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Greenwood and Phoenix, August 1958

Updated: Mar 11

I bought these slides of Greenwood and Phoenix on eBay, apparently all taken on the same day. I’m always excited to see photos of the mid-20th century onward, especially in colour, because they tend to be underrepresented in local archives.

We start with a view of South Copper Street in Greenwood looking north.

Those phantom signs are all still there on what is now the Copper Eagle (and was then a hardware store) while the Greenwood Inn/Windsor Hotel next door has been undergoing a restoration the past few years.

There’s a McGavin’s bread truck in the distance. The Rendell block at left is still standing but unfortunately later lost its turret and its third storey. The McArthur centre, at right, has fared better.

Next some photos of the abandoned smelter.

The brick kiln is gone and so is the large wooden building, which burned on Halloween night 1965. As reported by The Vancouver Sun a few days later, the fire burned for four hours and residents more than a quarter of a mile away had to wet down their homes as burning embers fell on them.

The RCMP said they expected to lay charges against those responsible, but I don’t know if that happened. Oddly, while the fire was mentioned in the Sun and the Vancouver Province (which didn’t add any other details), it did not make the Grand Forks Gazette.

At the time the smelter belonged to Vancouver scrap dealer Leon Lotzkar. Following the fire, he donated the site to the City of Greenwood, which then renamed it Leon Lotzkar Memorial Park (although he was still alive at the time of the transfer). The smelter site still has that name, although most residents would probably be hard pressed to explain who Lotzkar was.

A brief biography: he was born in Bulgaria in 1892, and came to Vancouver in 1909 where he was said to be an early advocate for recycling metal and other materials. He founded a company called Pacific Metals Ltd. in 1912.

He was also a member of the Socialist Party and was arrested that year trying to address a crowd. The charge? Vagrancy. According to The Vancouver Sun, “Among the things he admitted were that he was in sympathy with the ideas of Socialism, the IWW movement, the Secular Union, Free Thinkers, and other revolutionary dogma.”

He ran for mayor of Vancouver in 1922 as the Labour candidate and for alderman in 1923 and 1933, all three times unsuccessfully. Later, Lotzkar changed his political outlook, serving many years as president of a local Conservative association.

The Vancouver Sun, Jan. 12, 1922

He also sued an immigration officer for making anti-semitic slurs and death threats against him. The officer denied the allegations and the case was dismissed.

Later Lotzkar was among the founders a seniors home now called the Louis Brier home and hospital. He died in 1976, age 84, survived by his wife and three children.

I don’t know when Lotzkar acquired the Greenwood smelter site. I imagine he bought it for scrap value, but don’t know what he removed.

Painted on this stage coach are the words “Red Stage Lines/Grand Forks-Bossburg.” The coach was restored in 1955 by Jim Bush of Midway and then again in 2011 by the Boundary Woodworkers’ Guild and Boundary Museum Society. It is in the Boundary Museum Collection at Fructova.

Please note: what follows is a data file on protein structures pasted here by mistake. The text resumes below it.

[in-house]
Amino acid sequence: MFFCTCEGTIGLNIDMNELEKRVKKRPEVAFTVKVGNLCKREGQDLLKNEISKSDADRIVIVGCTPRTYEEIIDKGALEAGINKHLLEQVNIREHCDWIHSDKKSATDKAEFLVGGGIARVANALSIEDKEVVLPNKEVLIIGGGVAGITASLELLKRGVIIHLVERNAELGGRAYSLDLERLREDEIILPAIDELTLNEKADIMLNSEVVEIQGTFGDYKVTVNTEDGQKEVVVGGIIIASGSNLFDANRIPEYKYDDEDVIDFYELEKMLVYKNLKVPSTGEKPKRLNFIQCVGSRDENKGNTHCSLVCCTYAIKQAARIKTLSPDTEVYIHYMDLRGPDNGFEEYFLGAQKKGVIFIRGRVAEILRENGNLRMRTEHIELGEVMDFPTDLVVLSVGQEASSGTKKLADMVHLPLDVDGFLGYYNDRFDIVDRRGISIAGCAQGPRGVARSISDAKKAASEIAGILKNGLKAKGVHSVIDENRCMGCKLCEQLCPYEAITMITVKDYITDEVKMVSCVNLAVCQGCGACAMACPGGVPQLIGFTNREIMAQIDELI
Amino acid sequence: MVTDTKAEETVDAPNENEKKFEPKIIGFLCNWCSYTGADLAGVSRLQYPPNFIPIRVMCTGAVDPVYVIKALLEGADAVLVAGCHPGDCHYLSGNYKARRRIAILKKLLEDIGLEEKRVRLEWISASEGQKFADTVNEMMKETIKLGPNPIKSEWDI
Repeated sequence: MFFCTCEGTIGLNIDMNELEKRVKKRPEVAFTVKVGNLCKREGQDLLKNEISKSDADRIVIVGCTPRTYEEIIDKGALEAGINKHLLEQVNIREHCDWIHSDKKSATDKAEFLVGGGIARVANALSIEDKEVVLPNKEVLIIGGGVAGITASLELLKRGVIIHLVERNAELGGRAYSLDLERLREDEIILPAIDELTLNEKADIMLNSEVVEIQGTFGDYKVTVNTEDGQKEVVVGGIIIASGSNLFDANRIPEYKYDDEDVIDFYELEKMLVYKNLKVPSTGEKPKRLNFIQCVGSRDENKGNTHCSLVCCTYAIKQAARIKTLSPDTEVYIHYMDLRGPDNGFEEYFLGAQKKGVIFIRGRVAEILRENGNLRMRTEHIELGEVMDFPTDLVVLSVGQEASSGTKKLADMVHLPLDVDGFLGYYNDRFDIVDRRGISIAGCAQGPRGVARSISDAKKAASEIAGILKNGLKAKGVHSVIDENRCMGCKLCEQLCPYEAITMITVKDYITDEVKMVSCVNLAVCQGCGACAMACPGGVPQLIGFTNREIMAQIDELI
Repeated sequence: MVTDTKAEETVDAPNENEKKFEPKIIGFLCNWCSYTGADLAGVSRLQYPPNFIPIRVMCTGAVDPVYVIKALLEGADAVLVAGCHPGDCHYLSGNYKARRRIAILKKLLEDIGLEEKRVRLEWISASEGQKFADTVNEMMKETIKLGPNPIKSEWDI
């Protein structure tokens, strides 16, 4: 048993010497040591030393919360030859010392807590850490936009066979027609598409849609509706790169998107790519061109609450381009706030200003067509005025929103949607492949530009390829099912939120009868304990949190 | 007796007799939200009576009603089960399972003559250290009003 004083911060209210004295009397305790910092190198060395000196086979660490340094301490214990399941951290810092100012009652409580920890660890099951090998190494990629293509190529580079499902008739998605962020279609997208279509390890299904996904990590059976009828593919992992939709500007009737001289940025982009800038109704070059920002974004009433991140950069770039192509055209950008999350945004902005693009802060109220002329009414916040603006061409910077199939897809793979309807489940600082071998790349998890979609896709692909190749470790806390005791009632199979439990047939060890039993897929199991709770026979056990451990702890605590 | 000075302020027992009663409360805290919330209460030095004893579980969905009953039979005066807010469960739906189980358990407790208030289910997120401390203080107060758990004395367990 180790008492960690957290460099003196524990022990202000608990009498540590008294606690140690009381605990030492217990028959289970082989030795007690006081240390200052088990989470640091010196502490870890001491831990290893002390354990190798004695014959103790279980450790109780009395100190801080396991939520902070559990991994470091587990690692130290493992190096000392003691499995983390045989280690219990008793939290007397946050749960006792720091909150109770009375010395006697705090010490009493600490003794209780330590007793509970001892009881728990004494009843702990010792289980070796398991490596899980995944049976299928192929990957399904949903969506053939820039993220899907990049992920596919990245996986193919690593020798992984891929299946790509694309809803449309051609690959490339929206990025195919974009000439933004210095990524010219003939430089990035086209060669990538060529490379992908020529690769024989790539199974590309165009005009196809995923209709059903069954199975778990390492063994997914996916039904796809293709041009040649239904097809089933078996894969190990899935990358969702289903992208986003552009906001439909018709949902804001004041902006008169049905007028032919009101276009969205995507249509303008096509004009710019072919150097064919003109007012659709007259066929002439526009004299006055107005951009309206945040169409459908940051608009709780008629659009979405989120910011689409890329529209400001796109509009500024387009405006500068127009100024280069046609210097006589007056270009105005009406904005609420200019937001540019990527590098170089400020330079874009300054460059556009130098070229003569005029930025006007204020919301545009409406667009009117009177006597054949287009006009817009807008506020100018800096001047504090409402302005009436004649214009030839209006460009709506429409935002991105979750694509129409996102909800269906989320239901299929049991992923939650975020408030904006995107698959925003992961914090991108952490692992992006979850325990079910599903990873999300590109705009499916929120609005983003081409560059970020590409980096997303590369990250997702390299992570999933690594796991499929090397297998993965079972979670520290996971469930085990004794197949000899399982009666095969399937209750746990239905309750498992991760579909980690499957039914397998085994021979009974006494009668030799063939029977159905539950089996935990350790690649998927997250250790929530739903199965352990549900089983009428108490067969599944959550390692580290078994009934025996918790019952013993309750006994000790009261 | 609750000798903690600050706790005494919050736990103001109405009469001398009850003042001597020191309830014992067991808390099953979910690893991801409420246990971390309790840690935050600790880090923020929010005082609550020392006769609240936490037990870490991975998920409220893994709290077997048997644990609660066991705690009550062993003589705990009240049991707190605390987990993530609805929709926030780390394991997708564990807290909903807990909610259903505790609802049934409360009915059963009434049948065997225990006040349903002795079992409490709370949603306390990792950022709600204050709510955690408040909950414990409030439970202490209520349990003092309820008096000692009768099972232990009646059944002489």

There were apparently competing stage lines between Grand Forks and Bossburg (a ghost town in Washington). I haven’t found anything about the Red Stage Line, but lots on its rivals.

The Grand Forks and Bossburg Daily Stage line was started in January 1897 by Wright and Schwan. They made two round trips per week, departing Grand Forks at 1 p.m. on Mondays and Thursdays, stopping about 10 miles from Bossburg for the night, and then arriving in Bossburg on Tuesdays and Fridays.

Mr. Wright had previously run a stage line between Marcus and Grand Forks for two years. How long the service existed I don’t know. Ads ceased after six months.

Grand Forks Miner, March 6, 1897

Another service evocatively dubbed the International Flyer Line began operating between Grand Forks, Bossburg, Cascade, Republic, and Greenwood in April 1899, I.r. Daniels and a Mr. Hutchins proprietors. They offered same-day service, leaving Grand Forks at 4 a.m. and arriving at Bossburg at 7 p.m.

They won this glowing endorsement: “They don’t dump passengers out and break their legs. Such drivers are not employed by them.”

The last ad is from September 1899.

Grand Forks Miner, May 6, 1899

Then there was the Boundary Express Line between Grand Forks, Cascade, and Bossburg.

Grand Forks Miner, June 3, 1899

Now some photos of Phoenix. Here’s a general view of what was left in 1958.

What remained of an unidentified mine.

The abandoned Brooklyn mine.

Buildings constructed by the Granby Mining Co. in 1956-57. They’re long gone. A note on the slide says most of the equipment was moved from Granby’s operation at Copper Mountain near Princeton.

The First World War cenotaph, which is still there.

And finally, a prototype of a Granby mining car. The Greenwood Museum has another photo of it with a different sign with the same wording. The car is now in the display of various vehicles and equipment in Gyro Park in Grand Forks.

— With thanks to Christopher Stevenson

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Mar 11

Some fine vehicle shots in this post. The old cars and trucks are particularly interesting to me, but I also like the Grandby cart shot. No idea they are still being used. Thanks, Greg. Ron


fabulous set, and 1958 was a year that British Columbians (and visitors from elsewhere) were especially primed to think about historical features on the landscape. I especially appreciate the image and info about the restored stagecoach! Ben

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